RV1 and R1 define the lowest temperature level, while R6 defines the highest. RV1 is used to calibrate the iron temperature.
The output of this circuit is used as one input of the comparator.
Triangle Wave Generator
The other input for the comparator is a 10Hz triangle wave generated with a single op-amp. Since I was already using 3 out of the 4 opamps in the lm324, I decided to use the single op-amp triangle wave generator described in this PCB isolation article. It works fine for this application, but the drawn current from the circuit must be kept to a minimum.
Why 10Hz? Because it is a frequency that allows for fast readings and changes while maintaining a decent definition of the PWM signal. To clarify, since the moc3041 only turns on at the zero point of the ac wave it can be turned on at a maximum rate of 120Hz (for 60Hz mains). This means that a PWM signal with a duty cycle depending on a 1Hz triangle wave lets a maximum of 120 ac half-waves pass, and has 120 possible duty cycle levels. So a 10Hz signal allows for a maximum of 12 ac half-waves to pass, and has 12 possible duty cycle levels.
RV2 is used to control the symmetry of the triangle wave, it should be set at or near the middle range of the potentiometer.
The last op-amp is used as a comparator to create the PWM signal used to drive the triac. This signal is high when the output of the differential amplifier is higher than that of the triangle wave generator, and low otherwise.
Therefore the duty cycle of this signal, and that of the heating element, increases as the difference between the iron temperature and the desired temperature is higher and decreases when it's lower.
I used a bi-color LED. The red LED is connected in series with the emitter of the moc3041, so when the heater is on the red led turns on. A npn transistor was used as an inverter, or not gate, to light the green LED when the heater was off.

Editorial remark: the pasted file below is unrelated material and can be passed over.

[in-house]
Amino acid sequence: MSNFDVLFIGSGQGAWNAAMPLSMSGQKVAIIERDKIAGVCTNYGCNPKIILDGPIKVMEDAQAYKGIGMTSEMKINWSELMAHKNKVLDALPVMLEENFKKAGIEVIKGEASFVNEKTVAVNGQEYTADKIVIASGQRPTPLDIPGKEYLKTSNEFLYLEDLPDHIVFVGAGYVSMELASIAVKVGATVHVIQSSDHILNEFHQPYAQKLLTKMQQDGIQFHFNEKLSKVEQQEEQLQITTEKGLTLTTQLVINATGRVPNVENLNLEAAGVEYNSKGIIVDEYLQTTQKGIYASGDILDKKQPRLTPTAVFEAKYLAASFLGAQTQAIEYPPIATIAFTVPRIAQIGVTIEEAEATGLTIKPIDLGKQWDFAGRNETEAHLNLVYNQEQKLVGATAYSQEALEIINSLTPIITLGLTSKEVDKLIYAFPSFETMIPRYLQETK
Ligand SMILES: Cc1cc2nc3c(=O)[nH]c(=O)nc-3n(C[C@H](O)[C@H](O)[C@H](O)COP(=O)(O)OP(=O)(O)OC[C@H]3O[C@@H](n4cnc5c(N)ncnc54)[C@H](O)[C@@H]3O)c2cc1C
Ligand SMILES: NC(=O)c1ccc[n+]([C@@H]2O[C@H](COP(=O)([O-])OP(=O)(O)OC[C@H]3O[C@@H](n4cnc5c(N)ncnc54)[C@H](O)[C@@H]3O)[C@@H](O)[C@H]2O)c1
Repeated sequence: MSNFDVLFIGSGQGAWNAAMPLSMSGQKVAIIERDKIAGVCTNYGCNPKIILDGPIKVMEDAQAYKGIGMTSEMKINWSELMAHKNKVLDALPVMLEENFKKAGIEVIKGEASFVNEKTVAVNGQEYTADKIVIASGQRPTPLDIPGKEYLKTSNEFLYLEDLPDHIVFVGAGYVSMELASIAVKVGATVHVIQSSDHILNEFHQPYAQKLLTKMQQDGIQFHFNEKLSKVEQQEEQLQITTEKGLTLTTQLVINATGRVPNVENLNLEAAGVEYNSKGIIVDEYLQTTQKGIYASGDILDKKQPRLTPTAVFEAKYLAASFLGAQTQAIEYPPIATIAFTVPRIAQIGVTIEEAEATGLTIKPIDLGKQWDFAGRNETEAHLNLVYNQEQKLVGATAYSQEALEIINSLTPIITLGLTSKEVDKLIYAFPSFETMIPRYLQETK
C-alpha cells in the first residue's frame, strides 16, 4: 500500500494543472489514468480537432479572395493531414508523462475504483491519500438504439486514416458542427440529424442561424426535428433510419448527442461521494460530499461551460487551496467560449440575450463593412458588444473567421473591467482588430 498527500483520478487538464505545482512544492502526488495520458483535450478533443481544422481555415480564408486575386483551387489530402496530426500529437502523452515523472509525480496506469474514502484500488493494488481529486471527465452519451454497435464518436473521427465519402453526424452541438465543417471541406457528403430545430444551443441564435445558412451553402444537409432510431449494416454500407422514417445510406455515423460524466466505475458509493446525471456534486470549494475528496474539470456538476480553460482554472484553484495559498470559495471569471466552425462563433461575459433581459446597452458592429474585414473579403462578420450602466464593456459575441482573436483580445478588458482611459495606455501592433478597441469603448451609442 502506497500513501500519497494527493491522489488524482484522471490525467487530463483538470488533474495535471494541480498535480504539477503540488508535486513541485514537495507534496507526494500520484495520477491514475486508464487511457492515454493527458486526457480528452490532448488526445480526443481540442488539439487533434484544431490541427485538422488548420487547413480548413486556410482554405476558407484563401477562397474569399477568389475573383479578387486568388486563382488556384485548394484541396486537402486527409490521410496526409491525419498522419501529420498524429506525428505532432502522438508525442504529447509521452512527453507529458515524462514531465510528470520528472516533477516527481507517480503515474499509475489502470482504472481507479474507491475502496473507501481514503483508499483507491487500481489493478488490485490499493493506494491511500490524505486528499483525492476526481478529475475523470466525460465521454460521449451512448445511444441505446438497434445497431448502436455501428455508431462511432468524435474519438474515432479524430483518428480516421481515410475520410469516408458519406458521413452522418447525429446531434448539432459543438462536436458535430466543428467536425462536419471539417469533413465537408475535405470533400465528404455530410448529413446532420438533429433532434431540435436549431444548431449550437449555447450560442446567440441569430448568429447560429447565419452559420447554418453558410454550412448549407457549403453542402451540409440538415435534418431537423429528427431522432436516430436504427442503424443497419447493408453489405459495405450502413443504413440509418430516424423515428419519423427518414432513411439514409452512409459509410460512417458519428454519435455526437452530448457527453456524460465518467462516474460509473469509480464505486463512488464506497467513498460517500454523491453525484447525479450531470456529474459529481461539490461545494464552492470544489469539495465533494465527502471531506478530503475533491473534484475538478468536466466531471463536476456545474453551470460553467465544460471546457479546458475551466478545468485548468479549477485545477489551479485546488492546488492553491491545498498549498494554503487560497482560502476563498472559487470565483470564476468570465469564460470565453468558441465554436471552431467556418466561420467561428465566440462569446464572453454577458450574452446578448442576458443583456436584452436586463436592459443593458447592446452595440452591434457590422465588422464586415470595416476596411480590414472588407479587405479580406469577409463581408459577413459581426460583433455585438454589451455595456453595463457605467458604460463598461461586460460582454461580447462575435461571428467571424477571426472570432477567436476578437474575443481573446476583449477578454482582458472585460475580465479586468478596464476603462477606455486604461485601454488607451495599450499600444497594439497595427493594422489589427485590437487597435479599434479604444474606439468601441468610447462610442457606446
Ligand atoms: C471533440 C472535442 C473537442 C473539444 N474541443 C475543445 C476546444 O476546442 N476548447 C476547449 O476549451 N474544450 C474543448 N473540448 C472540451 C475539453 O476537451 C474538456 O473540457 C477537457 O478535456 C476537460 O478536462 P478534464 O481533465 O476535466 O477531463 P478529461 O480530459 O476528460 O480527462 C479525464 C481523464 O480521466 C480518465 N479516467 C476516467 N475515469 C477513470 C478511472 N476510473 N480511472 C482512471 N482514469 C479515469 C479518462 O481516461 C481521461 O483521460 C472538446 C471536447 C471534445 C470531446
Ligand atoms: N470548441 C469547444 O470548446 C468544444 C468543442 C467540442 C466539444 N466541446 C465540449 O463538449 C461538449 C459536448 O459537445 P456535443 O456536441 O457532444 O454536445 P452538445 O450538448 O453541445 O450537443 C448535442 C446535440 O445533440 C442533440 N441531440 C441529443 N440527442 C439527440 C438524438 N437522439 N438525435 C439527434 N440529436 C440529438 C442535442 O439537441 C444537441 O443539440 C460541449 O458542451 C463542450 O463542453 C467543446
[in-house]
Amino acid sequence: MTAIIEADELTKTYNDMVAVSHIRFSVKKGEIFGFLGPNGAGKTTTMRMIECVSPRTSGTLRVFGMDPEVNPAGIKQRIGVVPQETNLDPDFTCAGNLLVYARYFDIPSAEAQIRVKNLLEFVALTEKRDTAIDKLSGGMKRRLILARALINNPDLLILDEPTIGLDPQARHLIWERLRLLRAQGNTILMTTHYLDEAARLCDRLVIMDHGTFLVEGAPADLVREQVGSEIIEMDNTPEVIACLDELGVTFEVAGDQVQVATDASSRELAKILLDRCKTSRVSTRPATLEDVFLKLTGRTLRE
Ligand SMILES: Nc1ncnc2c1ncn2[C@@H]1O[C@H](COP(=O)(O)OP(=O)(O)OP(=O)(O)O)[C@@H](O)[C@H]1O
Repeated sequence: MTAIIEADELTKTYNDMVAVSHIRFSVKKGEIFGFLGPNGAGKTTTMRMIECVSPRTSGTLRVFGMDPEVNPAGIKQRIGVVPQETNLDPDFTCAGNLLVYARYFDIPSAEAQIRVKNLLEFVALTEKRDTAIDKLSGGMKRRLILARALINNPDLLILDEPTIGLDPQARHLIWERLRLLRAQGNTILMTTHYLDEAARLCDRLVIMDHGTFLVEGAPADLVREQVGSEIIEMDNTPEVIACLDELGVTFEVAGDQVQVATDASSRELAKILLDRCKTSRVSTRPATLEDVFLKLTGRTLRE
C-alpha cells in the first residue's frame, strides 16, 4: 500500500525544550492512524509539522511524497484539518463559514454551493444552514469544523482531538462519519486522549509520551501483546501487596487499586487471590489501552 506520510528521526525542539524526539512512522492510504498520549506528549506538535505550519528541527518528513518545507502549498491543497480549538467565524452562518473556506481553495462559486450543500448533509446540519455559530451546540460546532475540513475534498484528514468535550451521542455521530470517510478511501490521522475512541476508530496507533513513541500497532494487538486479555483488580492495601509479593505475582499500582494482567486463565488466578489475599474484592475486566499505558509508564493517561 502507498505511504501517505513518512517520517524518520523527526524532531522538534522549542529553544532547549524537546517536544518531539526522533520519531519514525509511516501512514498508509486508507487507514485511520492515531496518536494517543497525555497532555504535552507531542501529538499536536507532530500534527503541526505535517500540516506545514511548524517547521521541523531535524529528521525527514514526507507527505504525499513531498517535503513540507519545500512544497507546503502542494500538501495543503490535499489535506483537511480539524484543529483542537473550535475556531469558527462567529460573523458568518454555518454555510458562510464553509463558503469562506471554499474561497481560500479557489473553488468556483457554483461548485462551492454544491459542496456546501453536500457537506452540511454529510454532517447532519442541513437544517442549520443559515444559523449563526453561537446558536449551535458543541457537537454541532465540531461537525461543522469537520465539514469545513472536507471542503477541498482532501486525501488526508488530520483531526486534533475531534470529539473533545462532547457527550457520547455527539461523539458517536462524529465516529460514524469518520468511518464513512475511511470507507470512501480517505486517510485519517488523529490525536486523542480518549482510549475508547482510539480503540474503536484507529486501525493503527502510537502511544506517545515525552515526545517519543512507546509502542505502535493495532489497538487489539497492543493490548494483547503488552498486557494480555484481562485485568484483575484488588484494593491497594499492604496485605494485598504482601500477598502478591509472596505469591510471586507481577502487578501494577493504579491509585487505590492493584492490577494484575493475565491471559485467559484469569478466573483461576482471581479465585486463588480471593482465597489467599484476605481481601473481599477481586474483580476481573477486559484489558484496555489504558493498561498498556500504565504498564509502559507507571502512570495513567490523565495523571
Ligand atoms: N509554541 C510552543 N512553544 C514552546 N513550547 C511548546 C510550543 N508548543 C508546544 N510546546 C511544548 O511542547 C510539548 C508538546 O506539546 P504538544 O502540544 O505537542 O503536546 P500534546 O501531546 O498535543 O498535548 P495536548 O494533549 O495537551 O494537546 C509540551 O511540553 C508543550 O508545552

The bi-color LED could be replaced by two regular LEDs or, if desired, a single LED can be used to only show when the heater is on and leave out the transistor Q1, the green LED, and the current limiting resistor R15.
I imitated the desing of the cheap hakko clones, but I used metal instead of plastic because it is an easier material to work with (at least for me). The case was constructed using two pieces of bent steel with openings for the inputs and controls, and tapped holes to join the two parts together with screws.
A friend who works with metal professionally helped me build the case, but the tools we used weren't really sophisticated, we didn't even use a metal brake. The bends were made with a metal workbench, clamps, pieces of wood and a hammer.
Since I used steel I coated the case with zinc-rich paint to avoid rust, and then painted the case and clear coated it. I think aluminum is better for case construction, but I used steel since that was what my friend had as metal scraps.
The main factor for me to decide not to mount the pcb on the front panel of the enclosure, as many soldering stations do, was that I could not (locally) find a potentiometer that I could mount vertically on the PCB, the potentiometers I found had legs that were too short to bend them so they could be mounted the way I needed. Instead, the PCB was mounted to the bottom of the case using pieces of thin PVC tubing as spacers, also, the underside of the PCB was protected by using a thin solid plastic layer held with the same screws as the PCB.
The control markings were made with a sharpie over the paint coat and before applying the clear coat layers.
There are a couple of drawbacks on this design. Firstly, there seems to be a noticeable thermal lag between the iron tip and the thermocouple, which makes the iron take longer to heat. Nevertheless this effect is lessened by the modification described on the soldering handle section.
Another change I would make to the design is the bi-color LED, because it lights in a yellow hue when the iron reaches the desired temperature. I would probaly choose to use a single LED to show when the heater is on, since having a more precise indicator of when the iron has reached the desired temperature with analog components would call for an increase in component count.